I had a hard time reviewing Raw Food For Dummies unbiased. I kept picking it up, then putting it back. I realized finally that it wasn’t the book, it was me. We just didn’t mesh. While I like trying new methods and recipes, I am somewhat set in my ways. I don’t like fasting, green smoothies (too many scary Spirulina ones as a kid) and with 3 kids, I don’t have time to prep meals all day. Especially when the Teen eats for two! But also, as I approach 40, I find I don’t have the “all or nothing” enthusiasm I had when I was 22 and a fanatical vegan. Kid-free, I had all day to plot my daily food out. Or like when I ate high fiber Kashi cereal for 6 months straight (lost a ton of weight due to having no desire to eat). It was just me. I have asked my kids and husband to change their ways, and they did, as we switched to a mostly plant-based diet. To ask the 15-year-old to give up grains? No. And I realized, that while I enjoy raw foods I have no desire to eat them all the time. If I want bread, I will make real bread (be it wheat or made with almonds). If I want cornbread, I’ll bake it. My stomach cannot tolerate most soaked raw grains/seeds as well. Raw wild rice isn’t my friend. I don’t find most raw dehydrator recipes appetizing. The food isn’t cold. It isn’t hot. It’s lukewarm. And it is fussy, involving many steps. There are raw cookbooks I truly love, because they are about the food – and recipes – rather than lifestyle. And that is when it hit me. My issue was that the book was mostly about lifestyle. Which isn’t a bad thing. It just wasn’t for me is all.
So I changed my reading style and made myself imagine I was exploring a new way of eating, eager to find information. That I had walked into Barnes & Noble and was perusing the endcaps of new books. Say I had read about going raw and wanted to see what it was all about. Dummies books are a great start for most topics. This title lives up to that, covering why the authors feel raw is better than cooked, how to outfit a kitchen, what foods to buy, how to store them and plenty of how-to’s with drawings. If one comes to the table with no preconceived notions, they will find the book handy. They will find new ways to “cook” and to think out of the box.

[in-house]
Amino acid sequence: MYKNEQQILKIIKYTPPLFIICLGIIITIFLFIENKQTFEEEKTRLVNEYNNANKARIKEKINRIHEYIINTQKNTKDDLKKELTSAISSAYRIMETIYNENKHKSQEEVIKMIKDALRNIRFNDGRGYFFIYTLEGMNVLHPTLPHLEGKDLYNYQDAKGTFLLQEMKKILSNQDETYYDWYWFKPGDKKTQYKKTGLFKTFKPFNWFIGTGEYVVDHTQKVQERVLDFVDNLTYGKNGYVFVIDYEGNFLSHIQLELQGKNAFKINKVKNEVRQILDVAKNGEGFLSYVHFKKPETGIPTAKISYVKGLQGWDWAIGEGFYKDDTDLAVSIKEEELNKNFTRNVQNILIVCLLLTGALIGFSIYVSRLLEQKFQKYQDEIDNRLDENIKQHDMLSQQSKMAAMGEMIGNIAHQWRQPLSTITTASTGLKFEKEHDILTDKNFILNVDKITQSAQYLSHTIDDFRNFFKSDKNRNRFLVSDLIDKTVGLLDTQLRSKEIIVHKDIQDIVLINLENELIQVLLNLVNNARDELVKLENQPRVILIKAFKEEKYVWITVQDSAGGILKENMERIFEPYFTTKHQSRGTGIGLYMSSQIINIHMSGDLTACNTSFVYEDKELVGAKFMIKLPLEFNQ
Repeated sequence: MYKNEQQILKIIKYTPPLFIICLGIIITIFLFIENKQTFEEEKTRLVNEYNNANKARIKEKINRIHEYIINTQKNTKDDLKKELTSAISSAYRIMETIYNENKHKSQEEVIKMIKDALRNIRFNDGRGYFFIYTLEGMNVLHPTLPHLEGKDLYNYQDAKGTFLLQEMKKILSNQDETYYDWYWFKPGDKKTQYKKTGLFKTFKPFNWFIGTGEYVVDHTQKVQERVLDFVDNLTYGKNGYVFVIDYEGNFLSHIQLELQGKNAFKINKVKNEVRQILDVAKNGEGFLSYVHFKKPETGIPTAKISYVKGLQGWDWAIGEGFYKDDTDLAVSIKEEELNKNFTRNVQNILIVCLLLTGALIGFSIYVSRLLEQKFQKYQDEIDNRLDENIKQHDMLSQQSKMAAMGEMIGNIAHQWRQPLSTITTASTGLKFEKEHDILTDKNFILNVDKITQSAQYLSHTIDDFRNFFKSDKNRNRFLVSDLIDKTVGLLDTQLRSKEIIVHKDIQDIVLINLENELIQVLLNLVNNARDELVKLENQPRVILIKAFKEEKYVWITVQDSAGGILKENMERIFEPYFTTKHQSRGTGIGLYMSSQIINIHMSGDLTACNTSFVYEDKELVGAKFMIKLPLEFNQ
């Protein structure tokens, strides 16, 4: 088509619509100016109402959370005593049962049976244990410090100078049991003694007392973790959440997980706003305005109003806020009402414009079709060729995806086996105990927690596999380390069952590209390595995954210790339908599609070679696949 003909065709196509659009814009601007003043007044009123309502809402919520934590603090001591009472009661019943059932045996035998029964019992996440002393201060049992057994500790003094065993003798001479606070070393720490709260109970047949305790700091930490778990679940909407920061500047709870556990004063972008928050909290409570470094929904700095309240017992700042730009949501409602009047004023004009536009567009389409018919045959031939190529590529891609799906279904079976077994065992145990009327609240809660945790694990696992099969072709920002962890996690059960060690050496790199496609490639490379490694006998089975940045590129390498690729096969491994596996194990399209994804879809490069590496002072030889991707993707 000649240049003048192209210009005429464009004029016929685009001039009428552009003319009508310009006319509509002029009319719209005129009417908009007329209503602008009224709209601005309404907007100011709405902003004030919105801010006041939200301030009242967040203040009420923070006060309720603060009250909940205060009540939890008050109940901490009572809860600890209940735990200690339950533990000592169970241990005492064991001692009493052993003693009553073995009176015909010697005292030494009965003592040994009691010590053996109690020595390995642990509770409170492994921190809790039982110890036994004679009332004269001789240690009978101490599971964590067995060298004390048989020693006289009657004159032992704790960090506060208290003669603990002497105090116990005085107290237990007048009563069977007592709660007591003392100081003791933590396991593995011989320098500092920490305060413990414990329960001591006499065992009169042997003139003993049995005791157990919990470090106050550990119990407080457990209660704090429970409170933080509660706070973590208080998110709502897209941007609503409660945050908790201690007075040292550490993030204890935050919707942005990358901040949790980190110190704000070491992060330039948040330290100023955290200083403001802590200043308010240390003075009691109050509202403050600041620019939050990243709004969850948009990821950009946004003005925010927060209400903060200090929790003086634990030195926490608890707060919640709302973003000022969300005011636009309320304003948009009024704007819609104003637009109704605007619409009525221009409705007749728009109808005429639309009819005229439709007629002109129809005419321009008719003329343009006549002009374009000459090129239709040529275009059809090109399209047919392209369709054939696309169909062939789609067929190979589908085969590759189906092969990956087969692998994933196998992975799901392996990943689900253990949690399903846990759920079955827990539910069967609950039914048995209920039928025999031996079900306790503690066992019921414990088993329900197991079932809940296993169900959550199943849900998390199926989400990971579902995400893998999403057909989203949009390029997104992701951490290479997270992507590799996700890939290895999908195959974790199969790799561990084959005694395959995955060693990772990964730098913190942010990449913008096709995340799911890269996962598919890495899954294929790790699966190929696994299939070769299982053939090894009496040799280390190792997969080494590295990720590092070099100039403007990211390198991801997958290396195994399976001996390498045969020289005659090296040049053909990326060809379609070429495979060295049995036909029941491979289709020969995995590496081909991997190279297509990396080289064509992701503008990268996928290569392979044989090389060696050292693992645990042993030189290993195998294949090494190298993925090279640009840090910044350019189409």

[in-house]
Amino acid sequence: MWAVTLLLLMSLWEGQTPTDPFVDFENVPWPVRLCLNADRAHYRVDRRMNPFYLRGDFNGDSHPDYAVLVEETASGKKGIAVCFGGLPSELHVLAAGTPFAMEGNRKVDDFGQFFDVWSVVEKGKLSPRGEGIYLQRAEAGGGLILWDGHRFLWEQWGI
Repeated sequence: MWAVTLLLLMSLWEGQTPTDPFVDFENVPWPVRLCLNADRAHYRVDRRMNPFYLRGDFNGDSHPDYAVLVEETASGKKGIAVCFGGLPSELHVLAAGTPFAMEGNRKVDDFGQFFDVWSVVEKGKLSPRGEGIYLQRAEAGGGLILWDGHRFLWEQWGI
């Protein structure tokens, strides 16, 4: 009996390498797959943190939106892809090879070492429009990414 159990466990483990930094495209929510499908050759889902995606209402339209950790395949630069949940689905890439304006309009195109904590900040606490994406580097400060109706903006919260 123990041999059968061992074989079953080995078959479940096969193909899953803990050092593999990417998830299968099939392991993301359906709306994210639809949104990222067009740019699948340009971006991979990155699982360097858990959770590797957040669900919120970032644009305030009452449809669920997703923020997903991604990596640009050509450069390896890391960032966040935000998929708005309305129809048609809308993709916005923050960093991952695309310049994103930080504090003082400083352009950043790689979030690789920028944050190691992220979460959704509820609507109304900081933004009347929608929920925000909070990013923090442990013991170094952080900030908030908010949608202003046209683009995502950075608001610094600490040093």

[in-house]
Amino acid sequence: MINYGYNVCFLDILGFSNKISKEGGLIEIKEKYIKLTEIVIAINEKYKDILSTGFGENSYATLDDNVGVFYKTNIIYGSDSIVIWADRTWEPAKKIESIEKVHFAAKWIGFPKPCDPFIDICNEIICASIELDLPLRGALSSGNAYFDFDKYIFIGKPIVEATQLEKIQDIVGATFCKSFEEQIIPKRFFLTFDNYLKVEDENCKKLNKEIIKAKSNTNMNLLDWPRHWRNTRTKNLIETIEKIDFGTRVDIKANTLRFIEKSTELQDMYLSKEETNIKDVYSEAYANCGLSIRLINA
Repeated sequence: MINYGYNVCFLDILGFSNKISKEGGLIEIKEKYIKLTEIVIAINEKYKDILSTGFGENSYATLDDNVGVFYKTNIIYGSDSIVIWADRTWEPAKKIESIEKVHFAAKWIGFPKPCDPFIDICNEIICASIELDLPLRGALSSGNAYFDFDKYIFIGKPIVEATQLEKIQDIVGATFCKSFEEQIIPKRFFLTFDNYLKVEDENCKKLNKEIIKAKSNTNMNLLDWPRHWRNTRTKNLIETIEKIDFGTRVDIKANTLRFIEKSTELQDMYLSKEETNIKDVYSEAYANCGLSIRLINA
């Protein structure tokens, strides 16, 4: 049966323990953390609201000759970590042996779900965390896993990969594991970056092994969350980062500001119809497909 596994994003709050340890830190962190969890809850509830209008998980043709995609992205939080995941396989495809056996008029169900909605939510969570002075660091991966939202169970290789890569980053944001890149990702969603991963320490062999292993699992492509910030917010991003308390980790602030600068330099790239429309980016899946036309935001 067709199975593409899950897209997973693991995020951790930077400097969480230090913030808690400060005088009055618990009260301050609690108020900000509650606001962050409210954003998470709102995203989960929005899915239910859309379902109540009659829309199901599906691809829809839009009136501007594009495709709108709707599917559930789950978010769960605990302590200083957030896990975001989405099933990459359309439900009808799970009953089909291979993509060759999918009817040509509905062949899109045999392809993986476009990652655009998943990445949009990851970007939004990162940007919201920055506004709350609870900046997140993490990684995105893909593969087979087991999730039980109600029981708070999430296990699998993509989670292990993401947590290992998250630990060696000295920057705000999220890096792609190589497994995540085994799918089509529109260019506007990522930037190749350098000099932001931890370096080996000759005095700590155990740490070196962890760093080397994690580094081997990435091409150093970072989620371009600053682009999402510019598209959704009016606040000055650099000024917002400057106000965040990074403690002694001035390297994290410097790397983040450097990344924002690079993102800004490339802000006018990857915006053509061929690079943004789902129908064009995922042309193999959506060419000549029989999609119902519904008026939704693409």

Although I am still laughing/crying over who has the free time to plan a 30 day cleanse (of smoothies) and then do a fast (of juices) and get all those naps in the authors recommend. Maybe my child-free friends. Or me when I was 22. Lol…….a girl can dream.
When I went through the 100+ recipes I looked for something that wasn’t overly fussy. And that means I ended up in the dessert section. Which is usually where I end up in cookbooks. After going through them all, I decide to try the Raw Pecan Bars (well they are mostly raw). They were very delicious. I did deviate and made spicy sweet pecans for the top, by adding a bit of red pepper. To me, spicy and sweet go together like a dream.
Chocolate Pecan Bars
Bottom Layer -
- ¾ cup Medjool dates, pitted (measure after pitting, pack in)
- ½ cup organic virgin coconut oil, warmed to liquid
- 2 Tbsp pure maple syrup
- 1 Tbsp pure vanilla extract
- 1¼ cups raw pecan pieces (chopped finely)
- 1/3 cup organic virgin coconut oil, warmed to liquid
- ¾ cup pure maple syrup
- ¾ cup Raw Cacao Powder or for non-raw, unsweetened cocoa powder
- 1 batch candied pecans (see below)
Find a suitable pan, a half sized rimmed baking sheet works, so would an 8×8″ pan (thicker bars). The recipe called for a rectangle tart pan, which I know most of us probably don’t have. Line your pan of choice with parchment paper or plastic wrap.
Add the dates, coconut oil and maple syrup to a food processor bowl, Process until smooth, scraping as needed. Add in pecans, pulse until just mixed in. Spread evenly into prepared pan, set aside.
Add the remaining coconut oil, maple syrup and cacao powder to a high-speed blender (such as a Vitamix), process until just smooth. Spread evenly over the nut layer.
Sprinkle the candied pecans over the top, gently pressing down.
Chill for at least 6 hours, or better overnight. Cut into small pieces, store in an airtight container, with parchment or plastic wrap under.
PS: Should you be feeling lazy and want a treat and not hours of waiting and or don’t have a dehydrator, you can cheat and buy candied and candied spicy pecans at Trader Joe’s.
- 1 cup raw pecan pieces
- ¼ cup pure maple syrup
- ½ tsp ground cinnamon
- Pinch of nutmeg
Mix together maple syrup, cinnamon and nutmeg. Coat pecan pieces with syrup, spread on a nonstick sheet or mesh lined dehydrator tray in a single layer. Dehydrate at 105° for 12 to 18 hours, or until crisp. (I use one similar to this: L’Equip FilterPro Food Dehydrator)
If desired, chop after drying (which I did).
For a tasty treat, consider adding a pinch of cayenne pepper and fine sea salt, as I did (Kirk enjoys spicy/sweet). It takes the dessert to a new level and cuts the sweetness.
Store pecans in an airtight container in the pantry for up to 2 months.
I’d like to offer it up to one of my readers to enjoy and use! Click below to enter the giveaway, via Rafflecopter!
FTC Disclaimer: We received a copy for potential review. Giveaway is sponsored by Gazing In solely.